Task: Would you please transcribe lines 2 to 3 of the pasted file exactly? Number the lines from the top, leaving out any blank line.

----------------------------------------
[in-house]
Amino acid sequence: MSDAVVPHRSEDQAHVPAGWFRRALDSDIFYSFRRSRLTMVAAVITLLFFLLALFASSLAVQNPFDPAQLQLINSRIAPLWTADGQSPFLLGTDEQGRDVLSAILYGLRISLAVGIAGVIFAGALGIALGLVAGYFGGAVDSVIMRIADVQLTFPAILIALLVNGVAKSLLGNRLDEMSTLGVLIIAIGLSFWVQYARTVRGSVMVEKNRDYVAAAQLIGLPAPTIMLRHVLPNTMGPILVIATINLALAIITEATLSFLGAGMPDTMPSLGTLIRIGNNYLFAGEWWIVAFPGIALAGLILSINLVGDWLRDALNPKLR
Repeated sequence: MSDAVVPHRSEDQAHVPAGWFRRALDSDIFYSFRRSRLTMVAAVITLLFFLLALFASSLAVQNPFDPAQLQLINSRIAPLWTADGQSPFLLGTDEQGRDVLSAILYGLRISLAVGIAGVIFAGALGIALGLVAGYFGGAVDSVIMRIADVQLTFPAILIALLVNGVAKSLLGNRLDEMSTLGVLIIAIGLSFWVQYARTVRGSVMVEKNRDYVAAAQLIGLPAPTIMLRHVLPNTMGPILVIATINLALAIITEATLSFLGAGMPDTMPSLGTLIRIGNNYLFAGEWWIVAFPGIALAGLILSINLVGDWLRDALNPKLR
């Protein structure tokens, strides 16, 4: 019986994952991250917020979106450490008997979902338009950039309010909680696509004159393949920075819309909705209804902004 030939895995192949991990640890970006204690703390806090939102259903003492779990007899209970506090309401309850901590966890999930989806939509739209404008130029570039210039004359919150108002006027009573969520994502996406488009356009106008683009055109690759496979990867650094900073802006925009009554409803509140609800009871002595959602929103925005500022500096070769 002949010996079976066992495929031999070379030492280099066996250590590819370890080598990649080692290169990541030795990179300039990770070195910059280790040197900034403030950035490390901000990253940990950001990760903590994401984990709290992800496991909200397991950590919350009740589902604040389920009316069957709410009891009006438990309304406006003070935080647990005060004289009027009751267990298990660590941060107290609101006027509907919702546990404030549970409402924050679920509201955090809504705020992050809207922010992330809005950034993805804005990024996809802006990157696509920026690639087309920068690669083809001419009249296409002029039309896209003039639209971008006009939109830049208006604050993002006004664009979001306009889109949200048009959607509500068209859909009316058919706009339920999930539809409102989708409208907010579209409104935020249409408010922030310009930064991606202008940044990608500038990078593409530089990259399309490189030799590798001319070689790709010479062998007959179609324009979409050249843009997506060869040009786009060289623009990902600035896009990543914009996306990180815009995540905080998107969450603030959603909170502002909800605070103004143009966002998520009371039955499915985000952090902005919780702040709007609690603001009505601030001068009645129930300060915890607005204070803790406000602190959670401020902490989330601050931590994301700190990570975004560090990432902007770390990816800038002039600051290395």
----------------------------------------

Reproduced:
Amino acid sequence: MSDAVVPHRSEDQAHVPAGWFRRALDSDIFYSFRRSRLTMVAAVITLLFFLLALFASSLAVQNPFDPAQLQLINSRIAPLWTADGQSPFLLGTDEQGRDVLSAILYGLRISLAVGIAGVIFAGALGIALGLVAGYFGGAVDSVIMRIADVQLTFPAILIALLVNGVAKSLLGNRLDEMSTLGVLIIAIGLSFWVQYARTVRGSVMVEKNRDYVAAAQLIGLPAPTIMLRHVLPNTMGPILVIATINLALAIITEATLSFLGAGMPDTMPSLGTLIRIGNNYLFAGEWWIVAFPGIALAGLILSINLVGDWLRDALNPKLR
Repeated sequence: MSDAVVPHRSEDQAHVPAGWFRRALDSDIFYSFRRSRLTMVAAVITLLFFLLALFASSLAVQNPFDPAQLQLINSRIAPLWTADGQSPFLLGTDEQGRDVLSAILYGLRISLAVGIAGVIFAGALGIALGLVAGYFGGAVDSVIMRIADVQLTFPAILIALLVNGVAKSLLGNRLDEMSTLGVLIIAIGLSFWVQYARTVRGSVMVEKNRDYVAAAQLIGLPAPTIMLRHVLPNTMGPILVIATINLALAIITEATLSFLGAGMPDTMPSLGTLIRIGNNYLFAGEWWIVAFPGIALAGLILSINLVGDWLRDALNPKLR